The 7 deadly sins at play in the consumer market

Professor Herman LeonardIf you like to understand what makes modern consumers tick, perhaps you could review the list of seven deadly sins, such as lust, gluttony, greed, sloth, wrath, envy and pride which have proved necessary, at least in part, for man’s ability to reproduce and find sustenance.

The market forces at constantly at play for almost every single consumer product out there. Wether it’s the lowly tobacco, gambling and alcohol promotional tricks or the much celebrated low cholesterol, no sugar added, containing Omega-3 and no trans fats food products, the millions of years of evolution imprinted in our DNA do leave us vulnerable to certain types of exploitable behavior.

For mankind, part of the human experience has to do with adaptation. It’s very clear some companies will exploit our evolutionnary shortcomings to their advantage, throwing all ethics out of the window. However, cultural changes greatly help humans evolve and those who are caught abusing our somewhat fundamental human flaws are usually singled out.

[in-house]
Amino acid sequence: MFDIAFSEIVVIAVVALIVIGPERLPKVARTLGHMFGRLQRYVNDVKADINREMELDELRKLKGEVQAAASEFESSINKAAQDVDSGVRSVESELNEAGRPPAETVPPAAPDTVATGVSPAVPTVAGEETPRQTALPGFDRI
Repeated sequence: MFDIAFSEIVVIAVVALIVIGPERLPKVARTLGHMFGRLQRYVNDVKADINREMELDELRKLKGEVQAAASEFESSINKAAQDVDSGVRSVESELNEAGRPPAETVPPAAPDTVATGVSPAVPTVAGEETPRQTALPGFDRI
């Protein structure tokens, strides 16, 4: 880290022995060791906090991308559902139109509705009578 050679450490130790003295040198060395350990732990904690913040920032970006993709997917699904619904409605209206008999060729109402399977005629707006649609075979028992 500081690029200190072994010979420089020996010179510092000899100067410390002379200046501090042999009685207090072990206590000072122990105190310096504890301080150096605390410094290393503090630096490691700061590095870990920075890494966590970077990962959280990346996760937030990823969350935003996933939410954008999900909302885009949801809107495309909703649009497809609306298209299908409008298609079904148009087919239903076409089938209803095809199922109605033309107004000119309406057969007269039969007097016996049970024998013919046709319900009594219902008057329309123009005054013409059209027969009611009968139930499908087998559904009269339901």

Professor Herman “Dutch” Leonard, from the Kennedy School, at Harvard University spoke about this matter and provides amazingly lucid insight, including practical examples. Fortunately, Sarah Abrams from Kennedy School Communications published a piece about the event

 It’s a must read for anyone interested in understanding part of the way consumers decode, influence and use the market forces at play, from the standpoint of the deadly sins which appear very fundamental in the way we connect, socially, economically and otherwise to our world.

Tags: market forces, consumer market, connect, modern consumers, deadly sins, cultural changes, evolutionnary shortcomings

Partagez ce billet

Partager sur twitter
Partager sur linkedin
Partager sur vk
Partager sur reddit
Partager sur stumbleupon
Partager sur email

Laisser un commentaire

Ce site utilise Akismet pour réduire les indésirables. En savoir plus sur comment les données de vos commentaires sont utilisées.